Remember that these are legal documents that may be utilized by police and courts to investigate the incident. It should clearly state if it is about any of the following:
- Physical injury
- Property destruction
- Work-related accidents
- Theft or robbery
- Aggressive behavior
- Serious illness
- Imminent death
- Illegal and criminal acts
- Disruptive situations
If you’re not sure whether a report is necessary, consider the wisdom of “better safe than sorry.”. If the incident is extreme, it may be good to immediately call the police. Finally, always check with your country's labor regulations to ensure that your company is fully compliant.
Cause of Incident
If the exact cause of the incident remains undetermined after the initial investigation, it is okay to share hypotheses as long as they are clearly identified that way in the report. Include statements of witnesses, sketches, and photos whenever possible. If available, security footage should be referenced as well.
The completed report must be signed by the supervisor or manager in charge at the time of the incident. As the authorized signatory, he or she must read the report and ensure that it is clear, legible, and accurate and that the company guidelines for incident reporting have been strictly followed.
Because reports almost always include sensitive and confidential information, such as an employee’s health concerns, incident reporting must be done with the involved parties’ privacy in mind. Only authorized personnel should be able to review the report details.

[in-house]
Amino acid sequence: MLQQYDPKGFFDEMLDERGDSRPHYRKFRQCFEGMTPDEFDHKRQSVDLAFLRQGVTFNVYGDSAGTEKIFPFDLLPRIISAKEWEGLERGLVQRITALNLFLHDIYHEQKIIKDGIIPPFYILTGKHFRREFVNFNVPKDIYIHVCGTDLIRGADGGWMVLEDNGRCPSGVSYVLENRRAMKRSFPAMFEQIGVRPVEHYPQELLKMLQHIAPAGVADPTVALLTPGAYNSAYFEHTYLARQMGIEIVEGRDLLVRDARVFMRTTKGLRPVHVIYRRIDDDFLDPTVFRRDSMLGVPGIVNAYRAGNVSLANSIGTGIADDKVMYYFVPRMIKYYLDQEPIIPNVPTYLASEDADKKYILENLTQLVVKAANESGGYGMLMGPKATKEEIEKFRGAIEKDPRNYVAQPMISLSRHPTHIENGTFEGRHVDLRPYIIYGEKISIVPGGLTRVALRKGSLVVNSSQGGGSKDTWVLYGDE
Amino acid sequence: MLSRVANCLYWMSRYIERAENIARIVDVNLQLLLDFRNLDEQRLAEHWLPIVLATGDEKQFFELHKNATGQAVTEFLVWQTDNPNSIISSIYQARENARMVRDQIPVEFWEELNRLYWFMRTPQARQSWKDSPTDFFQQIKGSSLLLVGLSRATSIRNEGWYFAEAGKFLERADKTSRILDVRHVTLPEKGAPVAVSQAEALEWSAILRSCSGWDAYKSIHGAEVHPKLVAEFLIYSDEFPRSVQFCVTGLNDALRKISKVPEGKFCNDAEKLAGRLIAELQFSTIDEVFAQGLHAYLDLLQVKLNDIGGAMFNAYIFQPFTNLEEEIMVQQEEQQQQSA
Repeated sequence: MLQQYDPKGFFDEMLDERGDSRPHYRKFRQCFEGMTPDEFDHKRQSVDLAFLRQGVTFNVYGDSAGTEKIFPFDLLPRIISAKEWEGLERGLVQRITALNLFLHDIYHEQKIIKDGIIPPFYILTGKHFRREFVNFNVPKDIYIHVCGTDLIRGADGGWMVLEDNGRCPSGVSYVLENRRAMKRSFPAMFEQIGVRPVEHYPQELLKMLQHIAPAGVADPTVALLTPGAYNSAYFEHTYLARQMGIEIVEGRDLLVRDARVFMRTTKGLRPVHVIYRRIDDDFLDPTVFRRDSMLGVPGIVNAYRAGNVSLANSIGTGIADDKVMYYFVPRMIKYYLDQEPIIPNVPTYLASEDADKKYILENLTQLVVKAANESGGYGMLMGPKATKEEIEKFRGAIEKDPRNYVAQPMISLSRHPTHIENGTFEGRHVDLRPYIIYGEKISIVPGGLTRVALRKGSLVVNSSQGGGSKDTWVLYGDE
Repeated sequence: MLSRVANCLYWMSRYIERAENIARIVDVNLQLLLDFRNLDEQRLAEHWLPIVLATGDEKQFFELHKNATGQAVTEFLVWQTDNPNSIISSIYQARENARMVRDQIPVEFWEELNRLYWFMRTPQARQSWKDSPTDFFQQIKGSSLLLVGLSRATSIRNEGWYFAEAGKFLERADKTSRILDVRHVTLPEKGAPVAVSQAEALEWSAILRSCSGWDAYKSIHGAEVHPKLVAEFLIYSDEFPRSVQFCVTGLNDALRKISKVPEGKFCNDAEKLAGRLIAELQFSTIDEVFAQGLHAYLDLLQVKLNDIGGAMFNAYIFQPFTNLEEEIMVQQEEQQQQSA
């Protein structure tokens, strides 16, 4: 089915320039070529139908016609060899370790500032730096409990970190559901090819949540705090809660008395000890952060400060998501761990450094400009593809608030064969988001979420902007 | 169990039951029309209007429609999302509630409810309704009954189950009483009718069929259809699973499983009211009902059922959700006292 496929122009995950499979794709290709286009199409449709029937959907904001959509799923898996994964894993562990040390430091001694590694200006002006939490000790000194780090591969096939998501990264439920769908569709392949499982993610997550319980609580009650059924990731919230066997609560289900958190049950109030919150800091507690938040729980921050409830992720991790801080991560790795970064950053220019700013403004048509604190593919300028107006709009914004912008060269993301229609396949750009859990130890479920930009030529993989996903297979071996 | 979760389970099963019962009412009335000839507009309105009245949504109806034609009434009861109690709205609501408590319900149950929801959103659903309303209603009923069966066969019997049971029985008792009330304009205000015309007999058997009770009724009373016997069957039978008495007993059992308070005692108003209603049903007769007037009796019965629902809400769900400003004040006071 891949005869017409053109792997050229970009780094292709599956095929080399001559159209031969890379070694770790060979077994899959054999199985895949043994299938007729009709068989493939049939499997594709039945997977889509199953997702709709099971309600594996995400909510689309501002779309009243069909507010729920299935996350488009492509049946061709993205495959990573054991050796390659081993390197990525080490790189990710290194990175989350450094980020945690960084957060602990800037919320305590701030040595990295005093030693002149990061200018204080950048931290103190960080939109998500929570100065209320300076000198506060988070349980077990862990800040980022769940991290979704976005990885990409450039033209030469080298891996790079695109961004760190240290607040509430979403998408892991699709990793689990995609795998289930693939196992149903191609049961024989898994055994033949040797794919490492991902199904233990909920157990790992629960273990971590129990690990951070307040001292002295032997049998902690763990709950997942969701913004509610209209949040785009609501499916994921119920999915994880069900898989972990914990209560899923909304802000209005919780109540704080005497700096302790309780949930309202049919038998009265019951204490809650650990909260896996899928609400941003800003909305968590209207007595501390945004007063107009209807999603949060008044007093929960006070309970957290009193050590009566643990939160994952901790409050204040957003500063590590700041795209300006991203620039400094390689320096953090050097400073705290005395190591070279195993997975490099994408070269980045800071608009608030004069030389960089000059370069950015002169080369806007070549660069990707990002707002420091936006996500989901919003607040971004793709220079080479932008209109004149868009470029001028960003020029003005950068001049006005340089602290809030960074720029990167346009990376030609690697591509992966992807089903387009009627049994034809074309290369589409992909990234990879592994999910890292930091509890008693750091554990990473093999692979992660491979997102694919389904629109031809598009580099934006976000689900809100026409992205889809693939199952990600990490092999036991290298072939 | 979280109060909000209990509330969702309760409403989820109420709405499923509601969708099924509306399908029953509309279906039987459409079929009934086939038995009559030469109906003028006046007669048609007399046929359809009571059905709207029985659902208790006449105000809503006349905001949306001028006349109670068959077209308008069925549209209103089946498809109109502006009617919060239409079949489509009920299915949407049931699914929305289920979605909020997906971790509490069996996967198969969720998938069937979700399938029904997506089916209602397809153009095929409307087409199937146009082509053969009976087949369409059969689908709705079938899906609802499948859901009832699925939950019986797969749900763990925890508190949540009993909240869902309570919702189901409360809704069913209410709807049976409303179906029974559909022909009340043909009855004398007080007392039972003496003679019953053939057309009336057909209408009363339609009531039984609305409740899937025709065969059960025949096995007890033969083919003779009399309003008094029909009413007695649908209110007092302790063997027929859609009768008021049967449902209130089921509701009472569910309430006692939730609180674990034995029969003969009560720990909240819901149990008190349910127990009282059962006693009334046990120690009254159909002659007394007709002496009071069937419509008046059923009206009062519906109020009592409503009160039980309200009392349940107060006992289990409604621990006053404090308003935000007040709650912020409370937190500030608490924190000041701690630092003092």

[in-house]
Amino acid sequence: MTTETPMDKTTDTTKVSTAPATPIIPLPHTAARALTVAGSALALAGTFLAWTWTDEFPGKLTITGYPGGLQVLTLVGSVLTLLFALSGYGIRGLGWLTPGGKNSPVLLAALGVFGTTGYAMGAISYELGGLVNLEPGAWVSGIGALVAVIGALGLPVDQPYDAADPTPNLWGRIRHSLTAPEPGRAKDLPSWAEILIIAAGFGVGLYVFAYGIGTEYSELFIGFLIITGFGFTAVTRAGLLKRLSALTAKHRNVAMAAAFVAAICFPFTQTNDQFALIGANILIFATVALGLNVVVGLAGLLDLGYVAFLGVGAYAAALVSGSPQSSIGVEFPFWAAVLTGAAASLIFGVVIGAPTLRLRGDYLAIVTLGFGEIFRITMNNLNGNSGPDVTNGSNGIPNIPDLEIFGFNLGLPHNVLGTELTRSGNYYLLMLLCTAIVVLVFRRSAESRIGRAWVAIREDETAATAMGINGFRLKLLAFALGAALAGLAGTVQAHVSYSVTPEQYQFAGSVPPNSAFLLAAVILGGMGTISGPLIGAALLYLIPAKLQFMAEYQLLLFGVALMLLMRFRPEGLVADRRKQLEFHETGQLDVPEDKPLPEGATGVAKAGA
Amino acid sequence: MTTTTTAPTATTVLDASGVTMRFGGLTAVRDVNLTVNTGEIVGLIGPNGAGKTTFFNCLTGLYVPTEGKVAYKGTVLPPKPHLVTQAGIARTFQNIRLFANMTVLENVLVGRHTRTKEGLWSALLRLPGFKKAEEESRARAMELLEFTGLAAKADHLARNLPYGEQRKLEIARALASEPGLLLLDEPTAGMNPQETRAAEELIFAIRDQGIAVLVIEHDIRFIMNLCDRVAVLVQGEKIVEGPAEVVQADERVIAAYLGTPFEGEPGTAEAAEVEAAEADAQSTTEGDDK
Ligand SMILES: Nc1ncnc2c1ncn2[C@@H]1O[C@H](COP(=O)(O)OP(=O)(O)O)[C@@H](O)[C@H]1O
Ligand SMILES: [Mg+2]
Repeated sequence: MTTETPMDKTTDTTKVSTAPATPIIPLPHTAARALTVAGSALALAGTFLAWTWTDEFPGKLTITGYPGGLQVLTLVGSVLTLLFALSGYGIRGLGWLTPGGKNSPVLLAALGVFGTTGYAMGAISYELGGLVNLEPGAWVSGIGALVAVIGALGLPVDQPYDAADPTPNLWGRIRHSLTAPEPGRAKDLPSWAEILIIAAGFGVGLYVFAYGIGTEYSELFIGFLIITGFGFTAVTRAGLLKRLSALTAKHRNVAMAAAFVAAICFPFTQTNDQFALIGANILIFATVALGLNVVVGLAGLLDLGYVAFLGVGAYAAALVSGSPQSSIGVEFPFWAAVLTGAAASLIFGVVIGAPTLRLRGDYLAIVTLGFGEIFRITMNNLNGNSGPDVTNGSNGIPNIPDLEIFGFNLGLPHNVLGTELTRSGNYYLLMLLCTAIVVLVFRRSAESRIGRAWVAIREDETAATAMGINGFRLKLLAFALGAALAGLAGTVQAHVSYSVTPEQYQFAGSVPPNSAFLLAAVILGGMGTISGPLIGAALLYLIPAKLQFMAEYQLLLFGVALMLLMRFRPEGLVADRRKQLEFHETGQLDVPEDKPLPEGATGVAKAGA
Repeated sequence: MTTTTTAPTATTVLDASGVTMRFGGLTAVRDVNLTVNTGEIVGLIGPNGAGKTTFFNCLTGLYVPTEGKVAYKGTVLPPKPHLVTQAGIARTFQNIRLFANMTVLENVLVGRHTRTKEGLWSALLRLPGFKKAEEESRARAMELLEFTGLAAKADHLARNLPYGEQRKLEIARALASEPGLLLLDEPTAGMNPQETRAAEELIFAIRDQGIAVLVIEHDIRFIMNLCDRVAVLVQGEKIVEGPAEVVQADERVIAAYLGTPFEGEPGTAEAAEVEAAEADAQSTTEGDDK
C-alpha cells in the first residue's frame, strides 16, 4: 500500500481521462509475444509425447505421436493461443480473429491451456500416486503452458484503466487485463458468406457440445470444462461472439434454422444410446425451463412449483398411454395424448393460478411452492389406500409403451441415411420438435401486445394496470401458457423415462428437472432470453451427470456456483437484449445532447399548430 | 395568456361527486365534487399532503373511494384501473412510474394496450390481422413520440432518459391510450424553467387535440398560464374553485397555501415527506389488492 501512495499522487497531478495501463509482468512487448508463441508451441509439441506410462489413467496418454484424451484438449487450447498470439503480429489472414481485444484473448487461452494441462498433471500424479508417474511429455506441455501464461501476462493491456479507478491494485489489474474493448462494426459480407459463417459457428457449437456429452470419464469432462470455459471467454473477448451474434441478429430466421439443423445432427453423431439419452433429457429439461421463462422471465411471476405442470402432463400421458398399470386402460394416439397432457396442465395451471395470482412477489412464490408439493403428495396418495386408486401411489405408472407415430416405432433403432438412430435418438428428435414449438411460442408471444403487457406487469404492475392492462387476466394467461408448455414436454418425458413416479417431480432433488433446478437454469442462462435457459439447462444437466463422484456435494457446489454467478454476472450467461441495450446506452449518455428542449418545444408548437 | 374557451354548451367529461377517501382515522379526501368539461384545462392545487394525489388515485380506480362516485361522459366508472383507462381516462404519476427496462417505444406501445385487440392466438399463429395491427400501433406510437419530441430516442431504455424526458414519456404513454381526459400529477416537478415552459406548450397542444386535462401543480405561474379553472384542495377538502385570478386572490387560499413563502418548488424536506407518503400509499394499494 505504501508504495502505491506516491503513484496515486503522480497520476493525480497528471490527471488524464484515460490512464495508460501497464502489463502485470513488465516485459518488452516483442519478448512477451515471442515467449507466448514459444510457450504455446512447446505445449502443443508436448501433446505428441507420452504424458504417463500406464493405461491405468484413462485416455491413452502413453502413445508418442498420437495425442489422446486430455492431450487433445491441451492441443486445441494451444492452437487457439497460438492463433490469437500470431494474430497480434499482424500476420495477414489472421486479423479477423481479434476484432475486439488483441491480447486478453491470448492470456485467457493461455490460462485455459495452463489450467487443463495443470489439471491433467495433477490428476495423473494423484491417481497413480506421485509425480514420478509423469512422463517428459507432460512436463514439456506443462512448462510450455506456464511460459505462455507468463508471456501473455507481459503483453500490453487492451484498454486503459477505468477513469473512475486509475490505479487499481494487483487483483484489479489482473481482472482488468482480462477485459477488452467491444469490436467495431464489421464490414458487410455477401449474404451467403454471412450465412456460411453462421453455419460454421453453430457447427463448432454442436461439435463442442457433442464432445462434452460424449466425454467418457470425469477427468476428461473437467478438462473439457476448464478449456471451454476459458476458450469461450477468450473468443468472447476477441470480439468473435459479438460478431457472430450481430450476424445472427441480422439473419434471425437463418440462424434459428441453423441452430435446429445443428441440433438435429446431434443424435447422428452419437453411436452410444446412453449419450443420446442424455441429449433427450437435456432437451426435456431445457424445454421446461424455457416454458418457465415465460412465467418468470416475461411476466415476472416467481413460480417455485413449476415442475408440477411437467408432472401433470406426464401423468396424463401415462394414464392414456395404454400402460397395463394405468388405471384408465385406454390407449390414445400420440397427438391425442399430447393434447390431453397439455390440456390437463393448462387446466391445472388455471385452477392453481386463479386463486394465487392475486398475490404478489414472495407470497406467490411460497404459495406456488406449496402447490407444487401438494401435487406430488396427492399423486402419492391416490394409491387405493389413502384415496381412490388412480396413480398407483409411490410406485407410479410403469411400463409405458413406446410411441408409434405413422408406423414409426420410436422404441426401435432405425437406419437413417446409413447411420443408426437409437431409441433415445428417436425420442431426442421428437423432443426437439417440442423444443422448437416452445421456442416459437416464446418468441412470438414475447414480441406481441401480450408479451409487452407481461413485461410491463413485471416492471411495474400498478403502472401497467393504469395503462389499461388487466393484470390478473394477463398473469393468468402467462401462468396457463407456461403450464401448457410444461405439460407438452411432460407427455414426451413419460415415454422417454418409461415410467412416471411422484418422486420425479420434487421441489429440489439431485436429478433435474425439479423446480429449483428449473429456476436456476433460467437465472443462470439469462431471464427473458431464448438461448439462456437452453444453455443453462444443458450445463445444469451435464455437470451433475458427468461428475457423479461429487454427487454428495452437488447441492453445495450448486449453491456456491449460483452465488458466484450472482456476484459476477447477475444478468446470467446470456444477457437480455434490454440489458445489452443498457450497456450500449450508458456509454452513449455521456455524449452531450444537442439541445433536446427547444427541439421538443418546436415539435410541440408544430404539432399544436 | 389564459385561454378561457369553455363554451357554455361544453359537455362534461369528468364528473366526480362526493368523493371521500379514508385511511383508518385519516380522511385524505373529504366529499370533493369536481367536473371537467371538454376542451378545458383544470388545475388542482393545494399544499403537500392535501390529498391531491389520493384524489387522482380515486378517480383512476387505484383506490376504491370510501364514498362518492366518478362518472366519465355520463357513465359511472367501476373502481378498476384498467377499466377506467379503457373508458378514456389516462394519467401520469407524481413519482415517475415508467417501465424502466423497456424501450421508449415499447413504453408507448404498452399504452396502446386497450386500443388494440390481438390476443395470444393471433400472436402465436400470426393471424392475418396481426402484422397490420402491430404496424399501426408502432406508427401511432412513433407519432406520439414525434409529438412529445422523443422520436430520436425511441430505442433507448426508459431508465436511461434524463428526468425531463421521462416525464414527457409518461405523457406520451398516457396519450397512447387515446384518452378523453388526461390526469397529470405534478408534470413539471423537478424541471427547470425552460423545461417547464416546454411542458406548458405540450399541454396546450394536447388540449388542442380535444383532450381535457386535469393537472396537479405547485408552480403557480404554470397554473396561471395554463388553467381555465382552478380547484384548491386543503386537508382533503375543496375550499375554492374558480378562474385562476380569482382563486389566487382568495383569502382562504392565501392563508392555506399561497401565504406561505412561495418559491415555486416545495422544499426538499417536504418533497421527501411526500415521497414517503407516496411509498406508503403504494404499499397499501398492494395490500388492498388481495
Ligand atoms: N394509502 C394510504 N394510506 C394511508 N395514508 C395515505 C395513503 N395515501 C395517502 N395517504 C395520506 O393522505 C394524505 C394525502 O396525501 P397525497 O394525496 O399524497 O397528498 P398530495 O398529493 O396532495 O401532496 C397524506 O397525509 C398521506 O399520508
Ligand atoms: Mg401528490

Best Practices for Filling Out Incident Report Forms
Every company must have a protocol for incident reporting. Only people of authority should be given access to this document. They can use it for documentation of unfortunate events, management of risks, and creation of safety measures as mandated by the law. The following best practices should be observed when filling up the form:
- Practice a sense of urgency. Fill out the report form and file it within 24 hours.
- Include small details and all pertinent data.
- The supervisor should verify the information in the report.
- Only the person that is directly involved in the incident can fill out the form.
- Be thorough and avoid making corrections.
- Don't assume that the reader will understand general statements.
- Keep it confidential and don't let unauthorized individuals read the information.
- Sign the document when done.
- Inform the police or healthcare professionals when necessary.
Every employee of your company should undergo a seminar or training with regard to handling an incident at work. In this way, they will know how to report an incident when something happens. Finally, going paperless can help you avoid losing crucial documents. Digital tools, like the free guide below, are a great alternative to old-fashioned paperwork.
Get Your Free Incident Report Template & Investigation Guide
Start establishing best practices now! Learn how to properly document incidents to help identify dangers in the work environment and avoid situations that could potentially endanger people.